After graduation, I watched as my fine art friends attempted the gallery market. It wasn't very reassuring. I backed off of sculptures for a while, focusing on earning a living doing commercial design work. Over the last year or so I have started up again. My pieces have started to have more of a 'message' rather than just an aesthetic pairing of objects. I really take my time with each piece.

Part of the fun of making them is searching for the missing puzzle piece that makes perfect sense only once you find it. It can get trippy at times. The whole act of creating them is very ethereal, and acquiring the ingredients is pure circumstance and chance. I think my work is a lot stronger now than it was 10 years ago. I definitely plan on trying to get a show up in the next year.

Which approach do your prefer more, that is, working more as an independent, solo artist or as part of a team?
I enjoy it both ways. (That's what she said.)

My experience has been solo for the most part, though. For eight years, I was a one-man art department for the two companies I worked for. I haven't had much luck snagging gigs within design teams. If I had done a proper internship in college, that would've been very helpful. I can certainly gel within a group structure, but the opportunities haven't really presented themselves to me so far.

However, again, doing improv is great for learning group dynamics. It’s all about listening and valuing the other person's choices. That sort of play eventually leads to what is called "group mind." Its a very powerful thing when you achieve it. It breeds camaraderie. Having a shared goal can lead to interesting and different ideas, if you're willing to listen. When you're working solo, you've only got your own set of experiences to pull from. That's not a bad thing though, you build a specific voice. Sometimes you want a choir, and sometimes you want a lead singer.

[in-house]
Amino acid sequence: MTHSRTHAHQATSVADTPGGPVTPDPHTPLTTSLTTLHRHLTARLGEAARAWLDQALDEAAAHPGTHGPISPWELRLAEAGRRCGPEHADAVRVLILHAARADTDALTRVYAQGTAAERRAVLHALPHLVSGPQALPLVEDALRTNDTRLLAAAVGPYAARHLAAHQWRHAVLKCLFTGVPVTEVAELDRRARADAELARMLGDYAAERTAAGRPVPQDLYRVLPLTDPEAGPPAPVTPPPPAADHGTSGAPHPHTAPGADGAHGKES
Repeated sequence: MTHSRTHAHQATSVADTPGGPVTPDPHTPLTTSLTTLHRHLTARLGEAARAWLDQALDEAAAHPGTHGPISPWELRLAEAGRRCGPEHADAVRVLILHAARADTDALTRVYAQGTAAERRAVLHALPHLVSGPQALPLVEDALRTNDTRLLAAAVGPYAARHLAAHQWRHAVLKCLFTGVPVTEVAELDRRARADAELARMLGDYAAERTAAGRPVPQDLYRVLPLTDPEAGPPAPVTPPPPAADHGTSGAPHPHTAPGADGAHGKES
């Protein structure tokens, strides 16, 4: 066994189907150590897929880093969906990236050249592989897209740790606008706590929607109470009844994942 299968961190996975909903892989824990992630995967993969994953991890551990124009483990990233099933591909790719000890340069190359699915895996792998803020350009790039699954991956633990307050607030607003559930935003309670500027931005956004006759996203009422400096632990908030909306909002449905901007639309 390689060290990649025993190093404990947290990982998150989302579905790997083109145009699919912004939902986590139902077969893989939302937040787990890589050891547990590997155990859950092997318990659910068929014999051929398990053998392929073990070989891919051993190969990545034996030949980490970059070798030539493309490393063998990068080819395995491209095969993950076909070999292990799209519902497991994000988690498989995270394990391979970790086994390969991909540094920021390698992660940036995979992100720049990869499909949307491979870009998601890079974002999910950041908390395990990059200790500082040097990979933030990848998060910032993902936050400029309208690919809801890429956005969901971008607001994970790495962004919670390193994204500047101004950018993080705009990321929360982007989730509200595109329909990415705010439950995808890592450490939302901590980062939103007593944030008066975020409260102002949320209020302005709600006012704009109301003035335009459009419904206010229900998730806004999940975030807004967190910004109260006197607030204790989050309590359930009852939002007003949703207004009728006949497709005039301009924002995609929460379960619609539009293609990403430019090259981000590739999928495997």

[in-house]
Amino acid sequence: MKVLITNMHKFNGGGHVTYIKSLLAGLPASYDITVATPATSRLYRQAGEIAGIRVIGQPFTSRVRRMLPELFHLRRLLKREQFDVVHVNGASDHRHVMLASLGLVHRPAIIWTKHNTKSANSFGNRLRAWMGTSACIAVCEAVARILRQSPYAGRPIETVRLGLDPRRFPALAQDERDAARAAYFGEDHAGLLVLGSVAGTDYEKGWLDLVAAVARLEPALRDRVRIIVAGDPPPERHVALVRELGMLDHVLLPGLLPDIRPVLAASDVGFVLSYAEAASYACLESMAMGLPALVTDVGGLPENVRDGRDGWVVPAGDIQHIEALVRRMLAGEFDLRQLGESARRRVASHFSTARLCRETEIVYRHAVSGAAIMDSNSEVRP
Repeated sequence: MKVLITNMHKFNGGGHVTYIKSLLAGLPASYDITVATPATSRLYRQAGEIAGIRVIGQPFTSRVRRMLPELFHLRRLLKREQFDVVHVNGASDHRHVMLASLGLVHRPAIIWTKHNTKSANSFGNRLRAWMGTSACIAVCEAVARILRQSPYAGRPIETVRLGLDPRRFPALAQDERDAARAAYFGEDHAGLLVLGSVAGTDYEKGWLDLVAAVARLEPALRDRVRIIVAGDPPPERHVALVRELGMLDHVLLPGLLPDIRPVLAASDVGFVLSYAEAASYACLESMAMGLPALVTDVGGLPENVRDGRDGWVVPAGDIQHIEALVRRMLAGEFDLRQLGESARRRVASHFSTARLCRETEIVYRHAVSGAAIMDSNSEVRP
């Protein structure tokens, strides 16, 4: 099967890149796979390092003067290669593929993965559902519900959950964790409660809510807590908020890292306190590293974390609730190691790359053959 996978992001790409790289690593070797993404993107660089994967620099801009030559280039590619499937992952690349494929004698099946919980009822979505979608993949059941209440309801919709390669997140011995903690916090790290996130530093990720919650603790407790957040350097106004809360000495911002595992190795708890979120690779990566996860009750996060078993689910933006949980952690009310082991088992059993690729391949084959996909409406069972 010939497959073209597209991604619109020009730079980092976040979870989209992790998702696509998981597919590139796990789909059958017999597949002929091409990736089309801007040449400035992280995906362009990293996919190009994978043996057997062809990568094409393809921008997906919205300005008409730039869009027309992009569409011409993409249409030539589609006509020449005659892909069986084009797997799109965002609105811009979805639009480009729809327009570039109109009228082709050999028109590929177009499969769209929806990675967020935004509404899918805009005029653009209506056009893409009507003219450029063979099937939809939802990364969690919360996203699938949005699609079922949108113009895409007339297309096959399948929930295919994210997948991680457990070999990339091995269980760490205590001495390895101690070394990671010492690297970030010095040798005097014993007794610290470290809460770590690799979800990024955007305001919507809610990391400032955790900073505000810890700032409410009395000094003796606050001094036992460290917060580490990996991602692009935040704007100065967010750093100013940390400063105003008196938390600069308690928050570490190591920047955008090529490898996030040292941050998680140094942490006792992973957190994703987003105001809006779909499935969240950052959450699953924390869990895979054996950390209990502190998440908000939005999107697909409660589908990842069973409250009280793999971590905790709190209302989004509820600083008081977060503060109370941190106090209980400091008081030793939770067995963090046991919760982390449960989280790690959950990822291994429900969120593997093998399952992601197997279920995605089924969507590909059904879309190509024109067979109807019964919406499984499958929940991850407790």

You use a variety of art media, including spray-paint and colored pencil, in addition to digital design programs. We’ve touched on your sculptured pieces and photography, plus there’s your design work on apparel, posters, postcards, logos, layouts, web-site front-end and more, all of which adds up to a very impressive skill-set indeed. My question then is simply if you see working on such a wide palette of skills and offers is an advantage or a disadvantage, for example, in that you may be spread too thin?
Well, to be honest, the only disciplines I really seem to make any money off of are the Graphic Design and Illustration. And those two disciplines blend into one thing more often than not. The rest of the stuff I create as acts of pure self-expression and exercises in aesthetics.

Am I spread thin? Not really. Not now at least. I use the sculpture and photography to step away from the computer screen and into the physical world. I like to bring out the colored pencils and spray paint when I get tired of spending hours just pulling on anchor points in Illustrator. I get much better at drawing and designing once I step away from the computer and deal with the spontaneity of real physical media.

In the end, I just want to create a body of work that is representative of how I see the world. It all feeds into each other on a grander scheme. Sometimes you can create an illusion using a computer. Sometimes you just need the real genuine article.